But some people still won't think of that model as a "real" band. Some people are assholes. "I think when people don't see a drummer or other musicians playing the music they hear coming from the PA, they tend to have a hard time justifying it as live music," says Paul Morse of noisy beat project PPALMM. "The past 10 years, people have been changing their perspectives on music, so much so that the conjunction of the typical rock-band layout and the electronic-music setup are basically all the same thing. Everyone's got a synthesizer now, and everyone is over-producing the hell out of music on their laptops because you can work outside of the limitations of band mates and the band relationship dynamic."
"Locally, the demarcations you are talking about were completely obliterated by the [Together electronic-music festival recently held in Boston], with its mix of live acts and DJs," says Bluhm. At Dopamine, the label that puts out his band's records alongside other rock and electronic acts, "They don't give two shits about the old paradigm."
Another band trying to work outside these outdated limits is the synth-pop dance-rock group Bearstronaut. "Our mentality in Bearstronaut is trying to produce the same effect as a DJ, but playing instruments on stage," says frontman Dave Martineau. "A certain level of engagement is now being demanded by the Boston dance bands. We want people to feel like they're welcome to join us on the dance floor at as many of our shows as possible in order to break down that sometimes inevitable wall between band and audience."
This sort of genre crossover is being seen more and more often at places like Middlesex and his club, says Good Life owner Peter Fiumara. He believes in it enough that he's just launched a record label called Fort Point Recordings that will put out both live-band and electronic records. "Most DJs are in bands or producing with bands," he says. That's the case with one of his first signings, DJ André Obin's decidedly rock-and-roll outfit Endless Wave. "People want to see a little of both, and just as the musicians are interchangeable, the fans are as well."
At the Middle East, they've had a lot of success with just that, throwing electronic music-oriented dance nights with rock-show trappings like Throwed! "The rock and dance scenes are definitely separated, but on the best occasions, the scenes mix well," says club publicist Clay Fernald. "Rock bands that have a party vibe mix well with the DJ scene, if pulled off properly. Bands first ... then a raging dance party after."
"I do feel like kids nowadays hold less of a blood allegiance to specific genres," says Christopher Principe. His band Hooray for Earth, the Boston-New York outfit who've just released a genre-confounding EP called Momo, seem next in line for breaking through to national indie status. "I'm not sure why, but it's probably because of the magic Internet making everything so readily available. Music dorks have such a giant and diverse pool to choose from that it's easy to cross genre lines. If a song is good, then it's good. It doesn't matter where it comes from or what instrument it was made by. So now you see the same slouching hipster at a dance night at Middlesex one night and a rock show at the Middle East the next."
"The bands that are doing dance rock or pop, like us and Bodega Girls, are not only performing at traditional rock venues, but we're hosting dance parties at Enormous Room, Middlesex, and ZuZu," says Bluhm. "Some of these are straight-up DJ nights, and others include live performances." At a recent Enormous Room show, he DJ'd before and after his band's performance. "We mixed into our first song and out of our last song as seamlessly as I could at the time, and it was really inspiring."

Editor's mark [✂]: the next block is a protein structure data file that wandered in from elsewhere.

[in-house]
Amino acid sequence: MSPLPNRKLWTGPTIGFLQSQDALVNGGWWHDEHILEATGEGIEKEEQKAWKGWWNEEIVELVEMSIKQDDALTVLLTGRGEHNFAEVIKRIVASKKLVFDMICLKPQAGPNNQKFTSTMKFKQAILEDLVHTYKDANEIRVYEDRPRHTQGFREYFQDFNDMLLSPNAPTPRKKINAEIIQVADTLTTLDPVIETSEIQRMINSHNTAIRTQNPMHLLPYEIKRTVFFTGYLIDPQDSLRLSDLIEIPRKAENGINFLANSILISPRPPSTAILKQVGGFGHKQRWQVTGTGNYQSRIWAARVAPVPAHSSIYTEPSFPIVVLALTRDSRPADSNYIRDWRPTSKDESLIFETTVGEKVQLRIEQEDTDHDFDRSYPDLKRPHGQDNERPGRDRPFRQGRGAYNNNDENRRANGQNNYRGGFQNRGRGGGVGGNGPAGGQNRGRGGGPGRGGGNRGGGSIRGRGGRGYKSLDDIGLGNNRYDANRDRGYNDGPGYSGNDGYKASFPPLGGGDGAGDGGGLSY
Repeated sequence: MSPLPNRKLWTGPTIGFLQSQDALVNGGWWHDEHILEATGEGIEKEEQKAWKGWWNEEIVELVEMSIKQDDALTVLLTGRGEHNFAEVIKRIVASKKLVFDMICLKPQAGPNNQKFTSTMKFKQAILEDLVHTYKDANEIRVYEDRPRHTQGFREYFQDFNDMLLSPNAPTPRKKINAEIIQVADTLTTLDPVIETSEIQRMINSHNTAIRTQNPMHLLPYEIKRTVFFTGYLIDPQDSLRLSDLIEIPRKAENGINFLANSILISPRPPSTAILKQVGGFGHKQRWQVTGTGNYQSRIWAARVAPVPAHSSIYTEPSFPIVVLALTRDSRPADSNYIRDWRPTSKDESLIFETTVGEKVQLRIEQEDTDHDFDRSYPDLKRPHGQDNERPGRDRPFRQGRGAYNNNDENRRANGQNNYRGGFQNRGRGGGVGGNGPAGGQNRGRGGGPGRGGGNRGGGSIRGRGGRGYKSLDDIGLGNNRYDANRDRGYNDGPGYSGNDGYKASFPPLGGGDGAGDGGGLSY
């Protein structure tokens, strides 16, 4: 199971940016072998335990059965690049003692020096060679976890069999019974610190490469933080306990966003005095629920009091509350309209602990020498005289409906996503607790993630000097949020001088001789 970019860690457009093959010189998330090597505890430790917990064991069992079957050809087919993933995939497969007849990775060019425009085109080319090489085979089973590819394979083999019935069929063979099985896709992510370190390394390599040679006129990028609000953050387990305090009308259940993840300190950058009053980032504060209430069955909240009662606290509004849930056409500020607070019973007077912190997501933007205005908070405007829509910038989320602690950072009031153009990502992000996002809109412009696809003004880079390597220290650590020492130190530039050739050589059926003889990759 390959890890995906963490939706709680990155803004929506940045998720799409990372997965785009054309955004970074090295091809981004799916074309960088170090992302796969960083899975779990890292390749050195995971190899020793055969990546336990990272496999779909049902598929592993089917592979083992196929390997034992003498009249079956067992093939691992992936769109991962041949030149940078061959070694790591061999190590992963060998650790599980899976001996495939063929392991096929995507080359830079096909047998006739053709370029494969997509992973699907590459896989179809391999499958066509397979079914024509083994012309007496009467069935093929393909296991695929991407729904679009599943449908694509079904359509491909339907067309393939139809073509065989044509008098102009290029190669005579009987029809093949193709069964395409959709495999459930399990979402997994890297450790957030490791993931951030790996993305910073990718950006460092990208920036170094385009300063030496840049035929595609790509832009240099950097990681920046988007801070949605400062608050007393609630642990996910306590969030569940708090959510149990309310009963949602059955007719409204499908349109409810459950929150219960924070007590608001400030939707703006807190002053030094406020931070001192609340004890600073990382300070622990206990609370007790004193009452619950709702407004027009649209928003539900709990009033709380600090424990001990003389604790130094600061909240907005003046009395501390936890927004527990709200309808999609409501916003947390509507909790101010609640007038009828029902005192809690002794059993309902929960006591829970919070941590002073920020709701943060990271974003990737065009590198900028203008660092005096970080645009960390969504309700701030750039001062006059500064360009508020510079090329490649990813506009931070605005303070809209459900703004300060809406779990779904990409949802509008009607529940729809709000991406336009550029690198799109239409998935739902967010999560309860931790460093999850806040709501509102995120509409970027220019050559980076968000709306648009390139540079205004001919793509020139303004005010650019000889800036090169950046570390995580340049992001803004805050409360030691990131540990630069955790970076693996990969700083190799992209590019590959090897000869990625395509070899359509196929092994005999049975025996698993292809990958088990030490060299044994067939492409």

Most of us have become omnivorous in our musical tastes by this point, so it makes sense that mingling "scenes" would come as a result from literally mingling scenes. "It comes down to the fact that what's happening is that what used to be different crews is all in one," says Michael Potvin, one half of electro duo #1Dad & DJ Fred Mertz and DJ at parties like Thunderdome.
In his opinion, remixes of bands' music always end up being better than the original. Why not just cut out the middle man? "That's finally happening now," Potvin says. "We've got original music being produced, and those same producers are DJs and in a band. And they're bumping different versions of their track as the situation calls and feeding back between live performance, dance floor, and the World Wide Web."
"Here in Boston, there has always been am emphasis on live shows, and the rock-and-roll style of guitar, bass, and drums on stage, so electronic musicians are borrowing from that idea to bridge the gap from dance club to rock city. In that, they're getting the people, too, bringing the bedroom DJs together with the Sound Museum rats of Allston," Potvin says.
The result is a sort of Frankenstein's monster of instrumentation - DJs bringing their gear in front of a rock-club audience and screaming "It's alive!"
"It really gets interesting when you are starting to see more and more producers of electronic music dragging the studio onto the stage and rocking out next to bands with the old standard lineup," says Potvin. He name checks PPALMM as a good example of that phenomenon. "His music is 100% electronic in nature, yet his live show appeals to crowds who like live music, as well as those who appreciate DJ sets. It's that kind of thing that is driving this shift."
Meanwhile, having rockers and club kids meet up in mutual appreciation "creates something in this city that has been lacking," says Bodega Girls' Kenney. "It's pretty beautiful." His Cool Ranch party at Middlesex brings in tons of different types of kids, down for whatever.
Everyone knows that all it takes for a trend piece in journalism is three examples, and that's like, what, a hundred right here I just covered? Looks like another case closed. Kenney plays us out to the finish: "Maybe I am a hippie, but I am still into the whole ‘unity' thing," he says. "It's just a party. We aren't trying to be anything great; we just want to be one big energetic mixtape, a soundtrack to a night of hedonism. Dance, drink, make out ... we keep it loose." Those are a few things that pretty much any scene can agree on.
Want to hear these sonic hybrids yourself? Click here for a mix of tunes by some of the artists mentioned above.